KEOSAUQUA — Most people look avoid being stung by a bee just one time. Vern Ramsey figures he’ll be stung 20-30 times a day. Such is the life of a beekeeper.
“It smarts, but it doesn’t last,” Ramsey joked. “You don’t like getting stung around your face. The other day, I got stung 15-20 times on the leg. They were kind of ornery, but I’m used to it.”
Ramsey has 10 total hives at his home in Keosauqua and is in charge of one of several bee keeping clubs across the state. The Southeast Iowa Beekeepers had 16 members in class at Fairfield earlier this year with over 4,000 bee keepers currently active across the state.
“We up about 2,000 in the last few years,” Ramsey said. “There are 30 different places across the state where people can take classes.”
One of the smallest food producers in the animal kingdom, bees play a big role in agriculture. From pollinating crops to increasing yields and giving rise to a lucrative honey industry, bees are so important that millions are spent renting hives to pollinate farmers’ crops.
“Three bites of food out of every four you take is based on pollination,” Ramsey said. “If we lose bees, you won’t see a lot of products in the grocery stores.”
Which makes it all the more important to keep bees healthy. That hasn’t been easy in recent years between active weather changes to American foulbrood, a serious infectious disease of honey bees that affects the larval and pupal stages of brood development.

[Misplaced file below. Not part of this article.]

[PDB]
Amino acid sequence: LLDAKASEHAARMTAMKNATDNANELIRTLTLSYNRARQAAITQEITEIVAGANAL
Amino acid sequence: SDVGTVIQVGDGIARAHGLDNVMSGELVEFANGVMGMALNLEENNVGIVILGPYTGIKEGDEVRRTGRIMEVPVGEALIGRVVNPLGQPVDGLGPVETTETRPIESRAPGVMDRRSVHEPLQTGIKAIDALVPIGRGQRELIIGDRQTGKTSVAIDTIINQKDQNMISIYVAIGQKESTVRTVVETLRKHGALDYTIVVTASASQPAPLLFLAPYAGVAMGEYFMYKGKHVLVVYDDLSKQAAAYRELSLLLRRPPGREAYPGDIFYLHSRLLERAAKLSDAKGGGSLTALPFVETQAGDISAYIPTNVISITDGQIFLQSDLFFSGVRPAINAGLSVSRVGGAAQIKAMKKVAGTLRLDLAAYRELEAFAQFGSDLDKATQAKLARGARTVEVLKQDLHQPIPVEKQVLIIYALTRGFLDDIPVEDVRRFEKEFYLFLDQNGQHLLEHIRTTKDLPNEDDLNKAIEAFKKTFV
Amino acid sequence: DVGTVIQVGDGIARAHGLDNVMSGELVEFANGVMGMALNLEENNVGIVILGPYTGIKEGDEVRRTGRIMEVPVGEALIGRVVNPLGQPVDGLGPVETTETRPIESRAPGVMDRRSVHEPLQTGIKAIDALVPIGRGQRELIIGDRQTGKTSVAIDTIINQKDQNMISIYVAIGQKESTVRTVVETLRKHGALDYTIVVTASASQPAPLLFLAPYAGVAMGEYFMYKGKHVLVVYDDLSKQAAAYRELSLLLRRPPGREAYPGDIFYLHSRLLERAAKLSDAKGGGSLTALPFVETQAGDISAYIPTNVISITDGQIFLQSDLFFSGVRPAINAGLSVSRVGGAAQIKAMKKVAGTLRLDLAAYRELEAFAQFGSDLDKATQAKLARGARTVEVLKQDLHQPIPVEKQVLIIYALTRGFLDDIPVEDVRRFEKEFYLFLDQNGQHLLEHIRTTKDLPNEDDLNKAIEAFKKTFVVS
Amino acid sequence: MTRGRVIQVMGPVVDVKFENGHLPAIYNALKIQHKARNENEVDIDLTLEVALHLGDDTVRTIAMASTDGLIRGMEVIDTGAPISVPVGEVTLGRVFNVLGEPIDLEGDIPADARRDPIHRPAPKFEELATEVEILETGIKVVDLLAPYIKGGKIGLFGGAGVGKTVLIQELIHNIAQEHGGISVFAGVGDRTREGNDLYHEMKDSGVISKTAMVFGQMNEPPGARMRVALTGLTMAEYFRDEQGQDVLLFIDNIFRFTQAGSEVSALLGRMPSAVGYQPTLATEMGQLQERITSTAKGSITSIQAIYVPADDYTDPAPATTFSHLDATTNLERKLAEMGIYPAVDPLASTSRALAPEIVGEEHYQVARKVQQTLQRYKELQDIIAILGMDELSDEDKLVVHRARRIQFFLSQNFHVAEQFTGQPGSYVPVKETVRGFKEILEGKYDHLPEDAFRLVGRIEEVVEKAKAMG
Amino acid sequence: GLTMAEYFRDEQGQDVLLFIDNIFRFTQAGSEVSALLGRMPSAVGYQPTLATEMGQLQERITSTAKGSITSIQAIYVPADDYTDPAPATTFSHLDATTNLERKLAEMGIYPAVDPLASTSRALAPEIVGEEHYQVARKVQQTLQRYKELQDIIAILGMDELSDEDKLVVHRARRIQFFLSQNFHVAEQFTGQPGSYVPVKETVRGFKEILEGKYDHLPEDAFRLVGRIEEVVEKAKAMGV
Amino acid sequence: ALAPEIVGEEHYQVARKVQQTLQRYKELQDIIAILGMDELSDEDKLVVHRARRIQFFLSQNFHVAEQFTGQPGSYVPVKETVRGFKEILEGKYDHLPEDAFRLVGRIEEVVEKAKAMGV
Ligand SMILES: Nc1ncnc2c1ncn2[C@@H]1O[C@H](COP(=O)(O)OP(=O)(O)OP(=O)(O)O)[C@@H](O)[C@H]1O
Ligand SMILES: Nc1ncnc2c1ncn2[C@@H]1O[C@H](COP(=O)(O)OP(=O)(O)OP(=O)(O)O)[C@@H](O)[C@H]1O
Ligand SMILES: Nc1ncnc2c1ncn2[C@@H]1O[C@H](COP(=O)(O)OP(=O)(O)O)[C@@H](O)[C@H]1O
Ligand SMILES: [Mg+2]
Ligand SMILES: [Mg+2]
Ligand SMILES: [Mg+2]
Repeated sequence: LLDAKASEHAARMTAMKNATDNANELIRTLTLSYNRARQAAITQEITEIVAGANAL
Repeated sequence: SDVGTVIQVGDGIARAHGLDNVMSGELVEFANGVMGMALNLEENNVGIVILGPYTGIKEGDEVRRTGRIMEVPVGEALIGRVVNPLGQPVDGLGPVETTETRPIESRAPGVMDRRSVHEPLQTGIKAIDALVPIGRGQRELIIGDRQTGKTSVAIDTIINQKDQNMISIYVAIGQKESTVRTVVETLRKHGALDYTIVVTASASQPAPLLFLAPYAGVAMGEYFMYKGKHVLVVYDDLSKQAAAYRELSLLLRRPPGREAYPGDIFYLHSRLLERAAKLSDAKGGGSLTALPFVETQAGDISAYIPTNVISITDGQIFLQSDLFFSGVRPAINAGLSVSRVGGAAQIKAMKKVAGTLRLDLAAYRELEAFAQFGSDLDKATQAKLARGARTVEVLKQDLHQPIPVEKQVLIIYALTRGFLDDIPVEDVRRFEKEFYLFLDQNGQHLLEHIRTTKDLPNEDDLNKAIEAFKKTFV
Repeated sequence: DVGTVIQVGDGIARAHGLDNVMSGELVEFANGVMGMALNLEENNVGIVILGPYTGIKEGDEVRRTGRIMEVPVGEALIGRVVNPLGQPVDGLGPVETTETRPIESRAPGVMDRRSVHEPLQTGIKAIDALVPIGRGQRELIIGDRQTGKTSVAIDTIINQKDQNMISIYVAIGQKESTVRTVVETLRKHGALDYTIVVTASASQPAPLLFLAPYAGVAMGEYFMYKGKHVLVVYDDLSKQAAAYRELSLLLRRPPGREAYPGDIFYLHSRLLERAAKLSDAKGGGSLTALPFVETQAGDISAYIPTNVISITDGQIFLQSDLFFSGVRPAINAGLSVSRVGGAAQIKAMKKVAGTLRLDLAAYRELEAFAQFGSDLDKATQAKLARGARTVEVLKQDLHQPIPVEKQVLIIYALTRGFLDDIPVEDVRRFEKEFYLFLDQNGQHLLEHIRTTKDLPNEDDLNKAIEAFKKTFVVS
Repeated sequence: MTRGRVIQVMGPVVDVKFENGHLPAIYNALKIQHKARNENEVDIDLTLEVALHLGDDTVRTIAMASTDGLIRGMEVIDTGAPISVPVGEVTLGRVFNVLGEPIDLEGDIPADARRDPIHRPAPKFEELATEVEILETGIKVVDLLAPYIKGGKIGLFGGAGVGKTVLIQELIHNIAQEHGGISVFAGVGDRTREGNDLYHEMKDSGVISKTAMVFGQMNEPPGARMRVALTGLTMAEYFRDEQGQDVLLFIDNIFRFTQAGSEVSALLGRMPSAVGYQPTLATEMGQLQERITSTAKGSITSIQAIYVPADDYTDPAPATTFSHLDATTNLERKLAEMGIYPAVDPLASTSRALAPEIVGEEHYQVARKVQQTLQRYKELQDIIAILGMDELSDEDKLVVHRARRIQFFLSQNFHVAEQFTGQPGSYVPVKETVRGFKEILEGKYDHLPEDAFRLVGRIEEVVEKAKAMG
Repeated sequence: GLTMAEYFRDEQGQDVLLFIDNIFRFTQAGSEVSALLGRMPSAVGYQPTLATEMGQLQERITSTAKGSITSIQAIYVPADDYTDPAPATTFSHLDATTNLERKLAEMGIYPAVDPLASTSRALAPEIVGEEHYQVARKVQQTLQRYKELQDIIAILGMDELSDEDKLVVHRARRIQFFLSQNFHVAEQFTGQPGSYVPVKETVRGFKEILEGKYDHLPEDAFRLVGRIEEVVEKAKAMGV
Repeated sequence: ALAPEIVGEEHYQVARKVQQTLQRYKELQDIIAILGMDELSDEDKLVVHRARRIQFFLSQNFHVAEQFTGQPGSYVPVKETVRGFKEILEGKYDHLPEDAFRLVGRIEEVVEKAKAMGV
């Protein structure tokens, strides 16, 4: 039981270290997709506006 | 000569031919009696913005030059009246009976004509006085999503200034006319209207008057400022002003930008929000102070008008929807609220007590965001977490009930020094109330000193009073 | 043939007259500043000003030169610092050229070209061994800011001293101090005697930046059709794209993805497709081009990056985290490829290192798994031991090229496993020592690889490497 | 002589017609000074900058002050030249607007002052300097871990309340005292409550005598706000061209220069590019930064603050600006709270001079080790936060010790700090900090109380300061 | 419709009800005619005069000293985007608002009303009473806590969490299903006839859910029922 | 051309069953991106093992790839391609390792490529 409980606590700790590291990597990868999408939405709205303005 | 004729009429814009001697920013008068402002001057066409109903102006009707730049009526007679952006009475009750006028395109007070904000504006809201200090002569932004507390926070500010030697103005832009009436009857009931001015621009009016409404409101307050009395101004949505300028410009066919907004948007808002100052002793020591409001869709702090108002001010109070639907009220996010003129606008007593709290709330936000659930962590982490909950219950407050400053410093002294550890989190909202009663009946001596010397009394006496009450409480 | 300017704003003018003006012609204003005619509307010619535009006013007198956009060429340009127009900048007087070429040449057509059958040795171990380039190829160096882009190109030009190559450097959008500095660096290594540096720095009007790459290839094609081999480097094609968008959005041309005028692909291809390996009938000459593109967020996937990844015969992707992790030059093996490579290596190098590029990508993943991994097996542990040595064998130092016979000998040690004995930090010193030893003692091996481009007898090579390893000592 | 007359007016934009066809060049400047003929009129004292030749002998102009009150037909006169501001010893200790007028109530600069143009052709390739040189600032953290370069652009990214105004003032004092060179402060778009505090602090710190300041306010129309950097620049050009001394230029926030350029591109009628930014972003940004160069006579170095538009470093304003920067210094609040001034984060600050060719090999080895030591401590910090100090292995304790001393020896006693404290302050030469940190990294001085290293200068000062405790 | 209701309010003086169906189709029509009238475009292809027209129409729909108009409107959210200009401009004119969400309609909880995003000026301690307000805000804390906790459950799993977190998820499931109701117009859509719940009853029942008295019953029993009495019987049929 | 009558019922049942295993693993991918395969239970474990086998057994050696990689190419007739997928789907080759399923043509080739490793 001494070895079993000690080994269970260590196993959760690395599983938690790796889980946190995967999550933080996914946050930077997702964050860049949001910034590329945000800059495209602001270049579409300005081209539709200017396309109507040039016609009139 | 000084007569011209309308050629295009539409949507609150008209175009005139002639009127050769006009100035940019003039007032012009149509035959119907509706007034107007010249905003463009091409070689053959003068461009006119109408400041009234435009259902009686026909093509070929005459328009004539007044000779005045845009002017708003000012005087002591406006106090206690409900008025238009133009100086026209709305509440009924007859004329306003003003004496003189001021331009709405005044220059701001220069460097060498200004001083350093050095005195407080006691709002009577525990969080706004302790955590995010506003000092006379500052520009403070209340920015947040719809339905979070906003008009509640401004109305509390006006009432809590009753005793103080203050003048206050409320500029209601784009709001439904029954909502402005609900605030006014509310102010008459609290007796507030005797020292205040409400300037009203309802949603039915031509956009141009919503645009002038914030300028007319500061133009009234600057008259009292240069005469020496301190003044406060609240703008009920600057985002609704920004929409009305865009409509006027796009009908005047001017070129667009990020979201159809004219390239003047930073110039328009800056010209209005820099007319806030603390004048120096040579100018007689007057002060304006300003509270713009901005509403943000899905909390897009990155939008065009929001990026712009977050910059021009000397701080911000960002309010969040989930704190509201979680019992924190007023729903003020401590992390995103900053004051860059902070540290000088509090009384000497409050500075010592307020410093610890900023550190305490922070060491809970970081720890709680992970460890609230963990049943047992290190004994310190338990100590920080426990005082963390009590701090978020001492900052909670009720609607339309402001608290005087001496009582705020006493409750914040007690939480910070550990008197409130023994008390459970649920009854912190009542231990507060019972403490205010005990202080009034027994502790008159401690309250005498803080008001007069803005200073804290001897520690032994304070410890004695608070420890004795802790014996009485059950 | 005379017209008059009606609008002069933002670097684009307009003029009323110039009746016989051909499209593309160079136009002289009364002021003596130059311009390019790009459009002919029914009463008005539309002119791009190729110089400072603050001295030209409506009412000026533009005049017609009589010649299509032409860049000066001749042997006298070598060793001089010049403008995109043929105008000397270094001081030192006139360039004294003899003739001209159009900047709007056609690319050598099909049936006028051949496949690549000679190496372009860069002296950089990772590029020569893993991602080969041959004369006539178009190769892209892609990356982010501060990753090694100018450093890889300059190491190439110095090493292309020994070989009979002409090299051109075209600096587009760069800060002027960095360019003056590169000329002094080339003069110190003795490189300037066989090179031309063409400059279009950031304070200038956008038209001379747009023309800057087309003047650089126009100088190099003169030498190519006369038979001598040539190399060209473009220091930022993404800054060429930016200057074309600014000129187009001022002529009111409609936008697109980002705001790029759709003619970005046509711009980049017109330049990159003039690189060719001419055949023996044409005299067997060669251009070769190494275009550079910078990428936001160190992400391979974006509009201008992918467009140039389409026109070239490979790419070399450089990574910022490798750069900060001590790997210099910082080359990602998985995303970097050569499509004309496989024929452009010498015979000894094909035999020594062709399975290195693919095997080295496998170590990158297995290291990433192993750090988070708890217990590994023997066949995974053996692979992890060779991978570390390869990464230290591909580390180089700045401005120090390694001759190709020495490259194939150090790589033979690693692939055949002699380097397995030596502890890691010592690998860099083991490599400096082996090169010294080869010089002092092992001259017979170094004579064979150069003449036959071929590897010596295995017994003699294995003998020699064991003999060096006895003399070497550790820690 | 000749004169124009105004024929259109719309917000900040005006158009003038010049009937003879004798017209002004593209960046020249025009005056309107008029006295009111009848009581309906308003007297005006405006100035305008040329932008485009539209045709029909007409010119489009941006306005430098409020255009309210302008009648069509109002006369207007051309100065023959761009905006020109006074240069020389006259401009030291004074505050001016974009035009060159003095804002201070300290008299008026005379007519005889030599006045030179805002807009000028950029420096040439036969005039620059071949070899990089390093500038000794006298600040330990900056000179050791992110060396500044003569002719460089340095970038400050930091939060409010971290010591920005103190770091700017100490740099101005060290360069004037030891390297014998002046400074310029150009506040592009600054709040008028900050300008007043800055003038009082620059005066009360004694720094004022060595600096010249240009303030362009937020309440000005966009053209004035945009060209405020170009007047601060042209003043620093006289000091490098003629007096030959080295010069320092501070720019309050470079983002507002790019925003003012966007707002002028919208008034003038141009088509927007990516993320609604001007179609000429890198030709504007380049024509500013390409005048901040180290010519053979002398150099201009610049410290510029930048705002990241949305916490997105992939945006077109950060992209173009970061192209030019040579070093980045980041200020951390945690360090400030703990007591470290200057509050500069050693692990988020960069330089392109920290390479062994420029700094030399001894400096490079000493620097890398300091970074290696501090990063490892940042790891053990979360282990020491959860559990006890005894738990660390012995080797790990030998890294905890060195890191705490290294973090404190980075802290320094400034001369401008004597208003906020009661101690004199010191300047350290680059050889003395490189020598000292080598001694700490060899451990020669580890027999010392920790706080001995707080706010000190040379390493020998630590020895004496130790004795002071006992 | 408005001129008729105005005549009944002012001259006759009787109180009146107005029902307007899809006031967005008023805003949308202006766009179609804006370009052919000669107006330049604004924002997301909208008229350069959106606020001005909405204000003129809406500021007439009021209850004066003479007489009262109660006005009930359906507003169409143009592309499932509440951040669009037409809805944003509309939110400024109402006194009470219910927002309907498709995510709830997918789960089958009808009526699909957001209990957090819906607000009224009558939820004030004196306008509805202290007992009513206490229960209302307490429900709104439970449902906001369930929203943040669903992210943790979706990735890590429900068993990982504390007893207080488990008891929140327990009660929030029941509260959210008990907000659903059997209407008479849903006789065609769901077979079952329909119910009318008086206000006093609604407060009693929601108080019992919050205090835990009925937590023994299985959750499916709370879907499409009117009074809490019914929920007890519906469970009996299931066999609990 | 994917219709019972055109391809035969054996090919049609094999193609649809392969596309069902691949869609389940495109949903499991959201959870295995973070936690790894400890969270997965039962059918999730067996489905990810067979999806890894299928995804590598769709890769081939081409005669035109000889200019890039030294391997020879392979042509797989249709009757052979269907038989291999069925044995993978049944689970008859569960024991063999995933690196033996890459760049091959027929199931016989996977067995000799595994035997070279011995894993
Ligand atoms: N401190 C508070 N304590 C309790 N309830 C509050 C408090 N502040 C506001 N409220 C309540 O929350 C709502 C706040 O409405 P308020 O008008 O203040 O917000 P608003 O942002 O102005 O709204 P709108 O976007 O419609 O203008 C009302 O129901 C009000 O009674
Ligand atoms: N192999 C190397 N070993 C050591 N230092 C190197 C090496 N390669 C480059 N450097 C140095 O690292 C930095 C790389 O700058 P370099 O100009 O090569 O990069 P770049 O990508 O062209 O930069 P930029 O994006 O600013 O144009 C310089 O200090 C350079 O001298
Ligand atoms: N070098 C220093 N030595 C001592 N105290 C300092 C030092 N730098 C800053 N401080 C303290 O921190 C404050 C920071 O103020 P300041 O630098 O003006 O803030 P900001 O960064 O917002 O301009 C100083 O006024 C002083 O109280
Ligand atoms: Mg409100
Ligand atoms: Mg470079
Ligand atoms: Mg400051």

“The good news is this was our best year with only a 20 percent loss in bees,” Ramsey said. “There has been 60-70 percent losses in the last three to four years.”
Besides weather and disease, breeders have had to help bees fight off varroa mites. The tiny red-brown external parasites can feed and live on adult honey bees.
“They’re the size of a wood tick and have the same traits, causing malformation and weakening of honey bees as well as transmitting numerous viruses,” Ramsey said. “Several of them build up to kill a hive.”
Chemicals and other methods can control the parasites, but the mites have developed resistance causing some treatments to be ineffective. In some cases, the treatments can even backfire as the chemical Fernhout used to fight mites has also stopped queen bees from laying eggs.
“You have to stick with organic products and you have to treat the bees at the right time,” Ramsey said. “Otherwise, chemicals can build up in the wax and stay in the hive.”
Bees not only help pollinate crops locally, but have been takes across the country to pollinate crops in other regions including the almond crop in California. Ramsey and her fellow beekeepers across the state are still planning on heading to the Iowa State Fair this August, should the fair still be held, with hopes of being able to sell honey products and hold bee-keeping classes.
“It’s probably our biggest educational week of the year,” Ramsey said. “I’m not sure how it’s going to work. I think everyone is still trying to decide how hold it.”
Those interested in learning more about beekeeping can contact Ramsey by phone at 319-293-3555 or via e-mail at firstname.lastname@example.org.